Should You Divest from Your Digital World, Before It's Too Late?
Updated: Apr 30
Why we need to silence the obsessive online chatter and start making our own noise again.
Photo by Max Cavallari.
There are six other patrons in this trendy corner coffee shop with me at the moment, and not a one is unattached from some sort of electronic device, including a couple at the rear of the room. One guy has his little white ear buds in and is casually swiping through images on his shiny iPhone, and I can’t help but be reminded of the umbilical cord, which acts as a conduit between the mother and her unborn child, a literal life support that in its absence would no longer sustain that mother’s developing fetus. I wonder how long that man in the coffee shop would last if I swiped those little white ear buds from him and smashed his shiny iPhone to the ground. Not long, I imagine.
Even the two young girls behind the counter are constrained to their smartphones, each likely peeking at the evidently irresistible selfies of their schoolmates or reading nonsensical status updates that fail to register any real substance, or appropriate grammar for that matter. Kids these days practically “speak” in code online, abbreviating words that were never meant to be abbreviated, resorting to overzealous acronyms, or altogether substituting words or whole sentences with a simple emoji. It seems rather exhausting if you ask me.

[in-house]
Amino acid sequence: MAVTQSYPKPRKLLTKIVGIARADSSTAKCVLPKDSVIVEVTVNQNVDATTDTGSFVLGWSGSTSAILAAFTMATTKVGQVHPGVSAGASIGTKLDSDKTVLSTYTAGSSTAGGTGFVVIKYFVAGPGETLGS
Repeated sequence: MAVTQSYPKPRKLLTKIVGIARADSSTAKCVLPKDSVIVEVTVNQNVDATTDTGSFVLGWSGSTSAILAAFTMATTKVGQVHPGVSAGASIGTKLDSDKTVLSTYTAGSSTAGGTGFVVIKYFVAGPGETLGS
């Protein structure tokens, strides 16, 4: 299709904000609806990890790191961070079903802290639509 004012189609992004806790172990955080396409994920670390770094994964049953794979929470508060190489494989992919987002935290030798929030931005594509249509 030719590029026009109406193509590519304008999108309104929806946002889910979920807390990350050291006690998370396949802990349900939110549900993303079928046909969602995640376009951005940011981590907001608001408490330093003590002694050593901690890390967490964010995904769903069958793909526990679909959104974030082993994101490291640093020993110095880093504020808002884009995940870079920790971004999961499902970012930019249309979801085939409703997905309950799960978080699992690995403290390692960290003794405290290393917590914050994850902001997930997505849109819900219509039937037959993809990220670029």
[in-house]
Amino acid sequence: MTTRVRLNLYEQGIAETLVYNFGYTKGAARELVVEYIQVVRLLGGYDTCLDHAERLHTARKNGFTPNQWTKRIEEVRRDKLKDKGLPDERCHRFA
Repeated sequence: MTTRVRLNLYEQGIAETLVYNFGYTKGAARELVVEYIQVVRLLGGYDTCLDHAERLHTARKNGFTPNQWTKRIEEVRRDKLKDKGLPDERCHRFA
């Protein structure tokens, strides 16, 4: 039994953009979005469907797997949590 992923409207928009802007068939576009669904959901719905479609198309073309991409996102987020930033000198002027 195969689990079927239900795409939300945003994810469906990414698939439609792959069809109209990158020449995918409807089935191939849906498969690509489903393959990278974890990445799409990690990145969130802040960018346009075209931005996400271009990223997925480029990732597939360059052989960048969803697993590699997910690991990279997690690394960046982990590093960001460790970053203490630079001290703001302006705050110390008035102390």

I actually forgot my phone in the car, but I only noticed this about 20 minutes into my dark roast coffee, when I went to reach for it to check the time. If any of these consumed consumers were ever to notice me they might think that I was the odd one, sitting here in a coffee shop sipping on coffee without a phone or a laptop or even a tablet in sight. The humanity!
I contemplate whether I should actually run out and grab my phone from the car, in case the friend I am meeting here is texting me to let me know he’s going to be late, which he is. Oh well, I’m in no rush. Before I can finalize a decision, my friend walks in. He removes his own buds from his ears and pushes a button on his touchscreen before stuffing it into one of the front pockets of his khaki chinos.
“Hey man, sorry I’m late, I had to run back home to grab my ear buds.”
“No worries…hey, I totally would’ve ran back too,” I said to him with a sarcasm so subdued that only I could decipher it. He goes to the counter to order a coffee, but not before pulling out his phone again, after a whole six seconds of separation. He even pays for the coffee using an app he downloaded onto his phone, which he continues to probe as one of the baristas attends to his espresso macchiato “with skim and cinnamon.”
A full 30 minutes after I arrive, my friend finally sits his khaki ass down at the table with me, his phone gently placed on the tabletop in front of him, cracked screen up. He takes a final inspection of his Instagram notifications before he asks me how long I’ve been waiting.
“Not long,” I lie.